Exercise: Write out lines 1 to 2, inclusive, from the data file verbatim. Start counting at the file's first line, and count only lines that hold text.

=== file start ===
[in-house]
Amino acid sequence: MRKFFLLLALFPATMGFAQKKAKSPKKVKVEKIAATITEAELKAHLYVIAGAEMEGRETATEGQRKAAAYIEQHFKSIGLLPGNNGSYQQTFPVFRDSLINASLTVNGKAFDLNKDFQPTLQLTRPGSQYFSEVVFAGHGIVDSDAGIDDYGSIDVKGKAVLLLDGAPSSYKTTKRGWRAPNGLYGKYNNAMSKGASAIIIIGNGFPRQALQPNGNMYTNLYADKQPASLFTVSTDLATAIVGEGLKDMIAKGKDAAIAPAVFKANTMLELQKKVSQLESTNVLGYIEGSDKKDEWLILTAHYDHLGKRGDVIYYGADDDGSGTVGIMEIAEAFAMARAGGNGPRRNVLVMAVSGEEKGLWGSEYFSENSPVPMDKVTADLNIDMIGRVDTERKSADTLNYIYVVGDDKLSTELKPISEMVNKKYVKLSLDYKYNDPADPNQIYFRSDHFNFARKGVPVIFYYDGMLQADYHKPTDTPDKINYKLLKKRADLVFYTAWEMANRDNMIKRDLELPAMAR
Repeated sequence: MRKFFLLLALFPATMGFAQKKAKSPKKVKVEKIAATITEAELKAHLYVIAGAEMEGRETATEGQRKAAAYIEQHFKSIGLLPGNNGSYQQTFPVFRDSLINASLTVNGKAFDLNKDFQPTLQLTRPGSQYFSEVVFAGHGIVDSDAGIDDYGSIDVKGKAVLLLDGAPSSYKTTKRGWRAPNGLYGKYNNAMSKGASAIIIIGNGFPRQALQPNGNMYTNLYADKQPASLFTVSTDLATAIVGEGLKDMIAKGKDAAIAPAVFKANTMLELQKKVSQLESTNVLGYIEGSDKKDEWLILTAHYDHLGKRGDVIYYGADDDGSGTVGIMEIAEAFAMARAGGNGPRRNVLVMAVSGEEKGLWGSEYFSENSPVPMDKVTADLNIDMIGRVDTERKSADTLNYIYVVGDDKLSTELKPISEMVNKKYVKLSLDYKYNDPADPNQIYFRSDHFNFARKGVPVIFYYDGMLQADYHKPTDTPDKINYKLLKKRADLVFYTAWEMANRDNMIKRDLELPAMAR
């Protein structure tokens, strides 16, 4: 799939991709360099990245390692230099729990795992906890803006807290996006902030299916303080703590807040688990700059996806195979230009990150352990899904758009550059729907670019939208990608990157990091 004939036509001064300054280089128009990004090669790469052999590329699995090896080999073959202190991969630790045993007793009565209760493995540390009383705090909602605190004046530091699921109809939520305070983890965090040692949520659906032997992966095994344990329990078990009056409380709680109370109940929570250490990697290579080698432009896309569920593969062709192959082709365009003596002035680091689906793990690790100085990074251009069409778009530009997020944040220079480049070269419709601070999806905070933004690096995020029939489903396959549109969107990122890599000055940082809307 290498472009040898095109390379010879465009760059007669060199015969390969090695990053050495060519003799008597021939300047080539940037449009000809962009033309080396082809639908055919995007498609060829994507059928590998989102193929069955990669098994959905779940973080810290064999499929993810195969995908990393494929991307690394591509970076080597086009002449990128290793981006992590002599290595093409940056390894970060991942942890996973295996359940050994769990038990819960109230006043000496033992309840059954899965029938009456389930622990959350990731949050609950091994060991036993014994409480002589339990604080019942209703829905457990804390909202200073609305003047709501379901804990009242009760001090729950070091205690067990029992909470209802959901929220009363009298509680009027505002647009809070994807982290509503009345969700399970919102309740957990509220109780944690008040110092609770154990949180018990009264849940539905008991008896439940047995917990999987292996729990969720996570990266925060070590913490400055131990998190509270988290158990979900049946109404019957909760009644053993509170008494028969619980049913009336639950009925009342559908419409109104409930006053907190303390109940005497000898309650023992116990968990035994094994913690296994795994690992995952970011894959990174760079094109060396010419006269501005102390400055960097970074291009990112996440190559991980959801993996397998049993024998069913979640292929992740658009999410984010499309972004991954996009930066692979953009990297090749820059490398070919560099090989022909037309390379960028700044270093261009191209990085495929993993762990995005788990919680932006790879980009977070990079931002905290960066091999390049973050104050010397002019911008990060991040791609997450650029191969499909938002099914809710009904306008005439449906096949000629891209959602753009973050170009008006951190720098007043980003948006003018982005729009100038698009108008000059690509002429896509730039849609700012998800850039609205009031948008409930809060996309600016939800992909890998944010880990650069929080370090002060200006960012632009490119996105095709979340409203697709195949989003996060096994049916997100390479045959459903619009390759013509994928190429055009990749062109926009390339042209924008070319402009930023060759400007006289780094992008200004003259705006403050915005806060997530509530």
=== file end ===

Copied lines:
[in-house]
Amino acid sequence: MRKFFLLLALFPATMGFAQKKAKSPKKVKVEKIAATITEAELKAHLYVIAGAEMEGRETATEGQRKAAAYIEQHFKSIGLLPGNNGSYQQTFPVFRDSLINASLTVNGKAFDLNKDFQPTLQLTRPGSQYFSEVVFAGHGIVDSDAGIDDYGSIDVKGKAVLLLDGAPSSYKTTKRGWRAPNGLYGKYNNAMSKGASAIIIIGNGFPRQALQPNGNMYTNLYADKQPASLFTVSTDLATAIVGEGLKDMIAKGKDAAIAPAVFKANTMLELQKKVSQLESTNVLGYIEGSDKKDEWLILTAHYDHLGKRGDVIYYGADDDGSGTVGIMEIAEAFAMARAGGNGPRRNVLVMAVSGEEKGLWGSEYFSENSPVPMDKVTADLNIDMIGRVDTERKSADTLNYIYVVGDDKLSTELKPISEMVNKKYVKLSLDYKYNDPADPNQIYFRSDHFNFARKGVPVIFYYDGMLQADYHKPTDTPDKINYKLLKKRADLVFYTAWEMANRDNMIKRDLELPAMAR